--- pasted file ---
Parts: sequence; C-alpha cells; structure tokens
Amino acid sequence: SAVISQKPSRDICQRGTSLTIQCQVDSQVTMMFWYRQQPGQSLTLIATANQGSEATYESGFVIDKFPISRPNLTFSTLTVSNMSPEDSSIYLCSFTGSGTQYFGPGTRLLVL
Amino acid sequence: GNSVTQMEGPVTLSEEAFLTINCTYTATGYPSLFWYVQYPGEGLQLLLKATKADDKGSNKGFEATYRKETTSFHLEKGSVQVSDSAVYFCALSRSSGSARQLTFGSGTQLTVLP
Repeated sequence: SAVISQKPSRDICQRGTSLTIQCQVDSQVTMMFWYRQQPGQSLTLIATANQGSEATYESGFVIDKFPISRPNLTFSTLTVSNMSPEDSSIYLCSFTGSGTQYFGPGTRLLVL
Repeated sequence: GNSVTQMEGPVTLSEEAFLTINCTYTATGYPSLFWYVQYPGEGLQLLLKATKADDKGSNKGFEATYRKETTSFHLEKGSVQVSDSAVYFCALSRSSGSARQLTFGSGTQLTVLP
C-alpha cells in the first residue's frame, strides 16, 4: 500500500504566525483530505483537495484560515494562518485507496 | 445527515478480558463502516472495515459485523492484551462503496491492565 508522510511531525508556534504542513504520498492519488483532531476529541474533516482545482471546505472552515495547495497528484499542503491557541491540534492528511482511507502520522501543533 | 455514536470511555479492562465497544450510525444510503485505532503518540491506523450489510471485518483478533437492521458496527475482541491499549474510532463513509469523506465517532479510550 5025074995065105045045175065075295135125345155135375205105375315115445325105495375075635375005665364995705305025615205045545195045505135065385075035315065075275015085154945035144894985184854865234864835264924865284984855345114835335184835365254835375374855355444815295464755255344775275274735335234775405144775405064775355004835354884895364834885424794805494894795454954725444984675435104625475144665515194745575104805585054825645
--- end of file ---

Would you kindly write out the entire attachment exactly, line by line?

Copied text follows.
Parts: sequence; C-alpha cells; structure tokens
Amino acid sequence: SAVISQKPSRDICQRGTSLTIQCQVDSQVTMMFWYRQQPGQSLTLIATANQGSEATYESGFVIDKFPISRPNLTFSTLTVSNMSPEDSSIYLCSFTGSGTQYFGPGTRLLVL
Amino acid sequence: GNSVTQMEGPVTLSEEAFLTINCTYTATGYPSLFWYVQYPGEGLQLLLKATKADDKGSNKGFEATYRKETTSFHLEKGSVQVSDSAVYFCALSRSSGSARQLTFGSGTQLTVLP
Repeated sequence: SAVISQKPSRDICQRGTSLTIQCQVDSQVTMMFWYRQQPGQSLTLIATANQGSEATYESGFVIDKFPISRPNLTFSTLTVSNMSPEDSSIYLCSFTGSGTQYFGPGTRLLVL
Repeated sequence: GNSVTQMEGPVTLSEEAFLTINCTYTATGYPSLFWYVQYPGEGLQLLLKATKADDKGSNKGFEATYRKETTSFHLEKGSVQVSDSAVYFCALSRSSGSARQLTFGSGTQLTVLP
C-alpha cells in the first residue's frame, strides 16, 4: 500500500504566525483530505483537495484560515494562518485507496 | 445527515478480558463502516472495515459485523492484551462503496491492565 508522510511531525508556534504542513504520498492519488483532531476529541474533516482545482471546505472552515495547495497528484499542503491557541491540534492528511482511507502520522501543533 | 455514536470511555479492562465497544450510525444510503485505532503518540491506523450489510471485518483478533437492521458496527475482541491499549474510532463513509469523506465517532479510550 5025074995065105045045175065075295135125345155135375205105375315115445325105495375075635375005665364995705305025615205045545195045505135065385075035315065075275015085154945035144894985184854865234864835264924865284984855345114835335184835365254835375374855355444815295464755255344775275274735335234775405144775405064775355004835354884895364834885424794805494894795454954725444984675435104625475144665515194745575104805585054825645